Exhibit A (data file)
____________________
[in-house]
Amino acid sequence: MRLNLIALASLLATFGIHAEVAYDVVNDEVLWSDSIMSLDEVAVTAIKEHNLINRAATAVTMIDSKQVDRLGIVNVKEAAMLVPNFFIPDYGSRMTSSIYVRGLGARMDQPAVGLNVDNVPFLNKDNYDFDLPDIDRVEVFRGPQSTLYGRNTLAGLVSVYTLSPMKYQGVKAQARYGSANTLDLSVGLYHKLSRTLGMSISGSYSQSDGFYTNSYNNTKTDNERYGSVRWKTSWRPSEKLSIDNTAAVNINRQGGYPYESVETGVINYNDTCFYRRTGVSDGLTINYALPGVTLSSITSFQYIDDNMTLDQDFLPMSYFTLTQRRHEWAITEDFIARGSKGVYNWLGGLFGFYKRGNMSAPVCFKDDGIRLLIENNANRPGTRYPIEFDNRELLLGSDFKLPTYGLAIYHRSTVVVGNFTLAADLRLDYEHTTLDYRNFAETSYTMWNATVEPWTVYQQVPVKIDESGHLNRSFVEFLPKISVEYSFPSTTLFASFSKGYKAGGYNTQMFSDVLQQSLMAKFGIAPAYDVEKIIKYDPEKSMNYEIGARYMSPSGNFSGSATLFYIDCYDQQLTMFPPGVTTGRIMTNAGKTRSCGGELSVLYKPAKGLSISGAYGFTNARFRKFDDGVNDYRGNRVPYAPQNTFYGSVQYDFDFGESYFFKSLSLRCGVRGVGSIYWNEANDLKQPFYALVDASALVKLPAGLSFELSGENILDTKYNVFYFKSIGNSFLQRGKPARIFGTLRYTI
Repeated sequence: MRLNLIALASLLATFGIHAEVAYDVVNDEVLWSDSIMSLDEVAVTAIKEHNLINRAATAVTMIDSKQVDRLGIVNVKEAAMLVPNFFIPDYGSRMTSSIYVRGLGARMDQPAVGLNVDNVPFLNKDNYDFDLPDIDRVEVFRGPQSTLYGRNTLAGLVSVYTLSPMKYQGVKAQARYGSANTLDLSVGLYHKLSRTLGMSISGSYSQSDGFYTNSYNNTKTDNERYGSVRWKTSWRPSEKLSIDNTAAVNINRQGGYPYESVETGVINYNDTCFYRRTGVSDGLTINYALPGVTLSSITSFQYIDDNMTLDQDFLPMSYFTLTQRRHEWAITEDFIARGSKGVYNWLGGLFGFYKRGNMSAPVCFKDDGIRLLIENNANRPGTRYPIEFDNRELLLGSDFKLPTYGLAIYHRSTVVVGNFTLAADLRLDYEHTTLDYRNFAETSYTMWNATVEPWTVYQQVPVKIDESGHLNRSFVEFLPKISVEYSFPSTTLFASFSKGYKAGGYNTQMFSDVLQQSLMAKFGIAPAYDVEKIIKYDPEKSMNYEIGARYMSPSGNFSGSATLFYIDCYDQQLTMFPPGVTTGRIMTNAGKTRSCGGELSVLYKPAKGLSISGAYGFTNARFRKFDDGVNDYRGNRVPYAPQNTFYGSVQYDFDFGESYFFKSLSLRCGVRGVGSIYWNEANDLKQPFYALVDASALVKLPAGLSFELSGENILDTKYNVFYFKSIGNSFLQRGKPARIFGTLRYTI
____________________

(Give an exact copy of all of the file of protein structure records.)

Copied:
[in-house]
Amino acid sequence: MRLNLIALASLLATFGIHAEVAYDVVNDEVLWSDSIMSLDEVAVTAIKEHNLINRAATAVTMIDSKQVDRLGIVNVKEAAMLVPNFFIPDYGSRMTSSIYVRGLGARMDQPAVGLNVDNVPFLNKDNYDFDLPDIDRVEVFRGPQSTLYGRNTLAGLVSVYTLSPMKYQGVKAQARYGSANTLDLSVGLYHKLSRTLGMSISGSYSQSDGFYTNSYNNTKTDNERYGSVRWKTSWRPSEKLSIDNTAAVNINRQGGYPYESVETGVINYNDTCFYRRTGVSDGLTINYALPGVTLSSITSFQYIDDNMTLDQDFLPMSYFTLTQRRHEWAITEDFIARGSKGVYNWLGGLFGFYKRGNMSAPVCFKDDGIRLLIENNANRPGTRYPIEFDNRELLLGSDFKLPTYGLAIYHRSTVVVGNFTLAADLRLDYEHTTLDYRNFAETSYTMWNATVEPWTVYQQVPVKIDESGHLNRSFVEFLPKISVEYSFPSTTLFASFSKGYKAGGYNTQMFSDVLQQSLMAKFGIAPAYDVEKIIKYDPEKSMNYEIGARYMSPSGNFSGSATLFYIDCYDQQLTMFPPGVTTGRIMTNAGKTRSCGGELSVLYKPAKGLSISGAYGFTNARFRKFDDGVNDYRGNRVPYAPQNTFYGSVQYDFDFGESYFFKSLSLRCGVRGVGSIYWNEANDLKQPFYALVDASALVKLPAGLSFELSGENILDTKYNVFYFKSIGNSFLQRGKPARIFGTLRYTI
Repeated sequence: MRLNLIALASLLATFGIHAEVAYDVVNDEVLWSDSIMSLDEVAVTAIKEHNLINRAATAVTMIDSKQVDRLGIVNVKEAAMLVPNFFIPDYGSRMTSSIYVRGLGARMDQPAVGLNVDNVPFLNKDNYDFDLPDIDRVEVFRGPQSTLYGRNTLAGLVSVYTLSPMKYQGVKAQARYGSANTLDLSVGLYHKLSRTLGMSISGSYSQSDGFYTNSYNNTKTDNERYGSVRWKTSWRPSEKLSIDNTAAVNINRQGGYPYESVETGVINYNDTCFYRRTGVSDGLTINYALPGVTLSSITSFQYIDDNMTLDQDFLPMSYFTLTQRRHEWAITEDFIARGSKGVYNWLGGLFGFYKRGNMSAPVCFKDDGIRLLIENNANRPGTRYPIEFDNRELLLGSDFKLPTYGLAIYHRSTVVVGNFTLAADLRLDYEHTTLDYRNFAETSYTMWNATVEPWTVYQQVPVKIDESGHLNRSFVEFLPKISVEYSFPSTTLFASFSKGYKAGGYNTQMFSDVLQQSLMAKFGIAPAYDVEKIIKYDPEKSMNYEIGARYMSPSGNFSGSATLFYIDCYDQQLTMFPPGVTTGRIMTNAGKTRSCGGELSVLYKPAKGLSISGAYGFTNARFRKFDDGVNDYRGNRVPYAPQNTFYGSVQYDFDFGESYFFKSLSLRCGVRGVGSIYWNEANDLKQPFYALVDASALVKLPAGLSFELSGENILDTKYNVFYFKSIGNSFLQRGKPARIFGTLRYTI